On 12.3.2019, as a parallel NGO event at the CSW 63 in New York, a Global Feminist Alliance for Trade Justice was presented. Mariama Williams moderated the presentation and discussion.
“Tricky feminism” was the term Gita Sen, founder of women´s network DAWN, used to describe the strategy of global finance and trade institutions to integrate “gender equality” in their discourse, e.g. by adding “gender clauses” to highly problematic trade agreements.
Gita Sen speaking, with from left to right: Mariama Williams, Christina Palabay, Ranja Sengupta and Michelle Maziwisa.
Before we happily agree to such paragraphs, we should take a look at “the rest of the agreement”. What have free trade agreements have done for women so far, who has benefitted?
As the WTO negotiations got stuck in the Doha round during the previous decade, regional and bilateral trade agreements have become wide-spread, while being for almost completely gender-blind in its language. In this context, the international feminist mobilization via IGTN, an international gender and trade network founded in 1999, had lost its reason for existence and had vanished some years ago.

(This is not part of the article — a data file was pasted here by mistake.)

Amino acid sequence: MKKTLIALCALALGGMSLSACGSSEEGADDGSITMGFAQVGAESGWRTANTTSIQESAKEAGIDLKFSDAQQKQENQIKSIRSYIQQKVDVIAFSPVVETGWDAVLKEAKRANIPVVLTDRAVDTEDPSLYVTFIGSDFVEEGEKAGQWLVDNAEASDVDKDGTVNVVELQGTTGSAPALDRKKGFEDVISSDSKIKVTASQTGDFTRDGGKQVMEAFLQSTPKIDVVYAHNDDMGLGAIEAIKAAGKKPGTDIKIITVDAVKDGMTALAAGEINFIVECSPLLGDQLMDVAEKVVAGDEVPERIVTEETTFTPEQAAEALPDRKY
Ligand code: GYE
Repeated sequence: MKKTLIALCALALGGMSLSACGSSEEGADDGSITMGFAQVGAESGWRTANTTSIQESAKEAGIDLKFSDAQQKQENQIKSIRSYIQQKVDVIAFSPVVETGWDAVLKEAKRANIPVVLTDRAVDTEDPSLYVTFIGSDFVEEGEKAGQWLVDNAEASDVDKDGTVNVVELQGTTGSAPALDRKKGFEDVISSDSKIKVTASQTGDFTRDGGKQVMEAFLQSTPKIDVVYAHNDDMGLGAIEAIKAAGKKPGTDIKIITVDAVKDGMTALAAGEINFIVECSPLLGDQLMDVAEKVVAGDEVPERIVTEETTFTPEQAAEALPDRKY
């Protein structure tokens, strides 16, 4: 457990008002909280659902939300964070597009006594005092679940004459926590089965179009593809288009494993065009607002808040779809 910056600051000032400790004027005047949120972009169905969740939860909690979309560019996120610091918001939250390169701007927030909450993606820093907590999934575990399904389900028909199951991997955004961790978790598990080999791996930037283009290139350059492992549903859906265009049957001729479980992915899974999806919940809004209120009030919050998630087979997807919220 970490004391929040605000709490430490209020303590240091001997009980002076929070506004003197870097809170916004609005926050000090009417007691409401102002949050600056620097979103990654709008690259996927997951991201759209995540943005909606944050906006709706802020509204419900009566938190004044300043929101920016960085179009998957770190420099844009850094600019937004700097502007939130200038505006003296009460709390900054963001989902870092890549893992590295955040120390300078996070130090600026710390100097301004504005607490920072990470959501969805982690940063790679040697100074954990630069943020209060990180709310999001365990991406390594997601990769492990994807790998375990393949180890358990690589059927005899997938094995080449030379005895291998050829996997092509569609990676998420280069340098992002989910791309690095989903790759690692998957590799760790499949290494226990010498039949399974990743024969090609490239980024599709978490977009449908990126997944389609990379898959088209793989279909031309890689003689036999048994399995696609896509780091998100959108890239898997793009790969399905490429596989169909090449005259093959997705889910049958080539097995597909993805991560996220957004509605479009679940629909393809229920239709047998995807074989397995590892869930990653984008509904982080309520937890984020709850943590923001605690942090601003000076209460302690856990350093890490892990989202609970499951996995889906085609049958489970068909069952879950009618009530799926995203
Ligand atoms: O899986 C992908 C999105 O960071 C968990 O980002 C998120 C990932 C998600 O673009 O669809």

Why reviving an international feminist alliance on trade justice now?
Today´s trade agreements go far beyond the international trade with goods. They have far reaching effects and reduce public policy space, as Ranja Sengupta (Third World Network, India) pointed out, as they include investment, public procurement, intellectual property rights.
Michelle Maziwisa (FEMNET, South Africa) explained how the trade agreements benefit a few, but not for example the farm workers, many of them women, who suffer from bad working conditions and are exposed to pesticides that affect their health, including their reproductive health. 55% of South African people live beyond the poverty line and earn less than 90 US$ per month. They did not benefit from the export of wine and fruits or minerals.
Christina Palabay (Asia Pacific Forum on Women, Law and Development / APWLD), a network with 235 member-organisations in 27 countries), stated that women workers have suffered wage losses and bear the burden of the privatization and reduction of public services. Currently, further trade agreements are being negotiated which shall force governments to give up subsidies for the poor, leaving the population more vulnerable and exploitable.
Before we easily agree to some gender provisions in trade agreements, we should rather take a close look at what “the rest of the agreement” is about!
For those who want to join the Gender and Trade Coalition, please take a look at the “Unity Statement” that serves as a basis of common understanding and of joining the coalition. Welcome in the Alliance!
By Claudia Thallmayer (WIDE Austria / WIDE+)